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# Material conditional

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 Title: Material conditional Author: World Heritage Encyclopedia Language: English Subject: Collection: Publisher: World Heritage Encyclopedia Publication Date:

### Material conditional

Venn diagram of A \rightarrow B.
If a member of the set described by this diagram (the red areas) is a member of A, it is in the intersection of A and B, and it therefore is also in B.

The material conditional (also known as "material implication", "material consequence", or simply "implication", "implies" or "conditional") is a logical connective (or a binary operator) that is often symbolized by a forward arrow "→". The material conditional is used to form statements of the form "pq" (termed a conditional statement) which is read as "if p then q" or "p only if q" and conventionally compared to the English construction "If...then...". But unlike the English construction, the material conditional statement "pq" does not specify a causal relationship between p and q and is to be understood to mean "if p is true, then q is also true" such that the statement "pq" is false only when p is true and q is false.[1] Intuitively, consider that a given p being true and q being false would prove an "if p is true, q is always also true" statement false, even when the "if p then q" does not represent a causal relationship between p and q. Instead, the statement describes p and q as each only being true when the other is true, and makes no claims that p causes q. However, note that such a general and informal way of thinking about the material conditional is not always acceptable, as will be discussed. As such, the material conditional is also to be distinguished from logical consequence.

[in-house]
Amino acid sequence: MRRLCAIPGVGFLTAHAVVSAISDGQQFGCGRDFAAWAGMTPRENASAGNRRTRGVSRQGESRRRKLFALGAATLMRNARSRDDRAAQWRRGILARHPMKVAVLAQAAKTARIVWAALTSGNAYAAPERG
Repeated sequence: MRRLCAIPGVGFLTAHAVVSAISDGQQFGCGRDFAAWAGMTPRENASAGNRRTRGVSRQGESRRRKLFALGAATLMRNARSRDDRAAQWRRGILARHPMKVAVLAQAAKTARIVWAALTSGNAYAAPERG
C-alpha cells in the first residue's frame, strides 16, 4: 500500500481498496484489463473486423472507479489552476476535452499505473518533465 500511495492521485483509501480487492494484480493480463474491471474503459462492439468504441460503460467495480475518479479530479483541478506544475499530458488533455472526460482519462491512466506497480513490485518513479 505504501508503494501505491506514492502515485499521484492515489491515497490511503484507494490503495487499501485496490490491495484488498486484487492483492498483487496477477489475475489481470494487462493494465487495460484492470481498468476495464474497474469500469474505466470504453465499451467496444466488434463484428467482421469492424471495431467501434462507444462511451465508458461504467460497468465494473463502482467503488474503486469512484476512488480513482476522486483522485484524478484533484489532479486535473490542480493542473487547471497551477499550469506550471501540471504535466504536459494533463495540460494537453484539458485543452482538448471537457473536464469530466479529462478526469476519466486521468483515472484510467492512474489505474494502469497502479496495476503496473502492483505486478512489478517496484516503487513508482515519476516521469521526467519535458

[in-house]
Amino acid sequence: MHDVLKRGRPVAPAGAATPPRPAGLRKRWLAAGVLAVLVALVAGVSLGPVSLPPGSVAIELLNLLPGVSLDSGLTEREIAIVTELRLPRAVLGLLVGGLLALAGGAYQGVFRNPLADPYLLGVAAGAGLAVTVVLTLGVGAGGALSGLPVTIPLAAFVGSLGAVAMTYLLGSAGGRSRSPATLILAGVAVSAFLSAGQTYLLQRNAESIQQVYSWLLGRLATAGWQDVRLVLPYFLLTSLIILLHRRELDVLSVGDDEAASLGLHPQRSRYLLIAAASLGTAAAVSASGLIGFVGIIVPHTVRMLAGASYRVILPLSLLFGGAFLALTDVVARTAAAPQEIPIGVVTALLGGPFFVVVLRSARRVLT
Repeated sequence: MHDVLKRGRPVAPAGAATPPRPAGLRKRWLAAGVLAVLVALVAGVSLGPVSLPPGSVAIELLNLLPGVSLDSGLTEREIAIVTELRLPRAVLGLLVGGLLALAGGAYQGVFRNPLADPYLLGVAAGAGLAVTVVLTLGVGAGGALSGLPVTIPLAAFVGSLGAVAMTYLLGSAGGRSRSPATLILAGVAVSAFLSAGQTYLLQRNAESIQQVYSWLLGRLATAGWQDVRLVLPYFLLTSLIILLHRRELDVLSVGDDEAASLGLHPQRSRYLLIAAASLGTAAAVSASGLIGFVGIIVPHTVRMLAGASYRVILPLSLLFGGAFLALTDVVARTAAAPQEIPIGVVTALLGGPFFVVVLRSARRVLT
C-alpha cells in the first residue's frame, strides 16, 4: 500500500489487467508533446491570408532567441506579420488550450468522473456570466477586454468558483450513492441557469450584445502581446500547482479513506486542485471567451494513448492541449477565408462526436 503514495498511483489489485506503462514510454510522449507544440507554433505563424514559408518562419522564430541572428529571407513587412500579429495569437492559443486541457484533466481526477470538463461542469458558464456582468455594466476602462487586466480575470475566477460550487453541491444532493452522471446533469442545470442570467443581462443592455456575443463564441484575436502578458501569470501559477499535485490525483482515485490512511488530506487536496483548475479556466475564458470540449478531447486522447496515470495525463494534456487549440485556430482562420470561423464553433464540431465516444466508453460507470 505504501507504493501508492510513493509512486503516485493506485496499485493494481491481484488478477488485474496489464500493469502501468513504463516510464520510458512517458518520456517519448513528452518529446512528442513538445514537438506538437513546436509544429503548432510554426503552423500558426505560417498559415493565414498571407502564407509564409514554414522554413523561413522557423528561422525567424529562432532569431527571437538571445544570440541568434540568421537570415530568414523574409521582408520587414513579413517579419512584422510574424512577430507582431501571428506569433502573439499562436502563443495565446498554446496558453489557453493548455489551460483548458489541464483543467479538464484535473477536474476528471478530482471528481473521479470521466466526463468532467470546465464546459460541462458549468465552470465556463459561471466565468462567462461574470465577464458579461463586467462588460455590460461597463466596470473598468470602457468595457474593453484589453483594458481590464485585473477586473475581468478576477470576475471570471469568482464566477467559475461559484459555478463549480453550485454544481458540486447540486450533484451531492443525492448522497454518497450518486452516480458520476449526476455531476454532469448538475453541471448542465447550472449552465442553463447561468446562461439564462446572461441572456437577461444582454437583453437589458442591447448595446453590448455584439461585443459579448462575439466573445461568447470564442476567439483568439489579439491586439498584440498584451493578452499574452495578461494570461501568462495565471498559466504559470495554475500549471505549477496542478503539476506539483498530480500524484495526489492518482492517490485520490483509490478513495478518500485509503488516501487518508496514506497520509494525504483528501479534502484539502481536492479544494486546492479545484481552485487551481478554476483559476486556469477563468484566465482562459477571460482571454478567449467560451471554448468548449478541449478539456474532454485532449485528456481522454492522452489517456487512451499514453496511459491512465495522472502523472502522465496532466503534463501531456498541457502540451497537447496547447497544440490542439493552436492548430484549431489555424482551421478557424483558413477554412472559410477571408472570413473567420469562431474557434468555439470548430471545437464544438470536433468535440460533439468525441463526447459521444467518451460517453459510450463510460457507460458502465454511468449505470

The material conditional is also symbolized using:

1. p \supset q (Although this symbol may be used for the superset symbol in set theory.);
2. p \Rightarrow q (Although this symbol is often used for logical consequence (i.e. logical implication) rather than for material conditional.)

With respect to the material conditionals above, p is termed the antecedent, and q the consequent of the conditional. Conditional statements may be nested such that either or both of the antecedent or the consequent may themselves be conditional statements. In the example "(pq) → (rs)" both the antecedent and the consequent are conditional statements.

In